Hepatitis C illustration as blue cells. Credit: Shutterstock

Monitoring hepatitis C treatment uptake in Australia Issue 8, December 2017

This report summarises data on the prescription and distribution of hepatitis C treatments and provides insight into the initial phase of the roll-out of DAA therapy in Australia. 

Key findings
  • An estimated 43,360 individuals initiated direct acting antiviral (DAA) treatment for chronic hepatitis C virus (HCV) infection through Pharmaceutical Benefits Scheme (PBS) between March 2016 and June 2017, equating to 19% of the people living with chronic HCV infection in Australia.
  • Of individuals initiating DAA treatment in this period, 66% were men, 54% were >50 years old, and 27% had cirrhosis.
  • The most commonly prescribed regimen was sofosbuvir/ledipasvir for 53%, followed by sofosbuvir+daclatasvir for 39%.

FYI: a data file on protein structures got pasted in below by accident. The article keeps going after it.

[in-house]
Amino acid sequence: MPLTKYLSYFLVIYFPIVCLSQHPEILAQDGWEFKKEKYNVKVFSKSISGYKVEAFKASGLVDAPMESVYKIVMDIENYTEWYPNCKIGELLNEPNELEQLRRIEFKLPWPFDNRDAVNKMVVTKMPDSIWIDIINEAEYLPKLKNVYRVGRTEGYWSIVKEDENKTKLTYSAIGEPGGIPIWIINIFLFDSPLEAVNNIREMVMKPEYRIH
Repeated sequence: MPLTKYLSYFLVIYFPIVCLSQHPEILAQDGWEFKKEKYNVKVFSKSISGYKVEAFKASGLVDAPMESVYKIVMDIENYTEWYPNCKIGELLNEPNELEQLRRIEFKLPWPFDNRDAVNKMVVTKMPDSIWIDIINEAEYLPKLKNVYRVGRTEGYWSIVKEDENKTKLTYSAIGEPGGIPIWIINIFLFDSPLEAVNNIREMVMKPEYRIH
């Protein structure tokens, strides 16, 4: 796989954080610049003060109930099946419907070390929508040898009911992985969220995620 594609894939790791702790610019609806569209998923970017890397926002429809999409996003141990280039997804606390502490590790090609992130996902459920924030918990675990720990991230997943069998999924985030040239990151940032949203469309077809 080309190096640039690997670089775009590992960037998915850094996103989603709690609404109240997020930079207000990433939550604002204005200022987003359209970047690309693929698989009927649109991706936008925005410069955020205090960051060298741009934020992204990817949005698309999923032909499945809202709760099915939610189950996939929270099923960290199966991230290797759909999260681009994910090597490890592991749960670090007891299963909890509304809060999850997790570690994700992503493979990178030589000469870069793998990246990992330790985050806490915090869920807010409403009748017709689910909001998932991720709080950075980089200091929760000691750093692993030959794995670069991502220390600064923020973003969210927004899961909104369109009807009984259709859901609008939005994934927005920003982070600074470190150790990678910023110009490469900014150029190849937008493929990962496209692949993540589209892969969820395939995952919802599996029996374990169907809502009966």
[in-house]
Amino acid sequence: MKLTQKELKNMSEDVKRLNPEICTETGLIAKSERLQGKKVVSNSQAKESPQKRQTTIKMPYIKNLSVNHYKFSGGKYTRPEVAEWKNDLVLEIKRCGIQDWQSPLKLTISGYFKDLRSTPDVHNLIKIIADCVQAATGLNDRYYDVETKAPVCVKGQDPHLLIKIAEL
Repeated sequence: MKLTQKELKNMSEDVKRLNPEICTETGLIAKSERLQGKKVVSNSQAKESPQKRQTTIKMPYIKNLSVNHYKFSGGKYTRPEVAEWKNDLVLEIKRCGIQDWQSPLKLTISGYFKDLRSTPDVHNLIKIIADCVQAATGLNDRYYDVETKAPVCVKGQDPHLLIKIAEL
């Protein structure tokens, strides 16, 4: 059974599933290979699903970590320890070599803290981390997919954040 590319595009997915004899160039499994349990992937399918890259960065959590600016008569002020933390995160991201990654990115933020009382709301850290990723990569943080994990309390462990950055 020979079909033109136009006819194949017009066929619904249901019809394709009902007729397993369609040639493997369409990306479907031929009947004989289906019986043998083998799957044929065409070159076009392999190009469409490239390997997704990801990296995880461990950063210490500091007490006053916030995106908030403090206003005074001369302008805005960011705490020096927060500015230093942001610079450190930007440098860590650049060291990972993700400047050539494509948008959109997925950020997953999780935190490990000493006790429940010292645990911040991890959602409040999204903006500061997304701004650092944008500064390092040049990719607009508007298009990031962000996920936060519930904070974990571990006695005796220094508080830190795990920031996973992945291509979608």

• Of individuals initiated on sofosbuvir/ledipasvir, 16% were prescribed an 8-week course, 75% a 12-week course, and 10% a 24-week course. Of individuals initiated on sofosbuvir+daclatasvir, 67% were prescribed a 12-week course, and 33% a 24-week course.
  • Overall, 57% of individuals were prescribed DAA treatment by specialists (46% by gastroenterologist, 7% by infectious diseases physicians, and 4% by other specialist), while 22% of individuals were prescribed DAA treatment by general practitioners (GPs). The proportion of individuals prescribed DAA treatment by GPs increased from 8% in March 2016 to 39% in June 2017.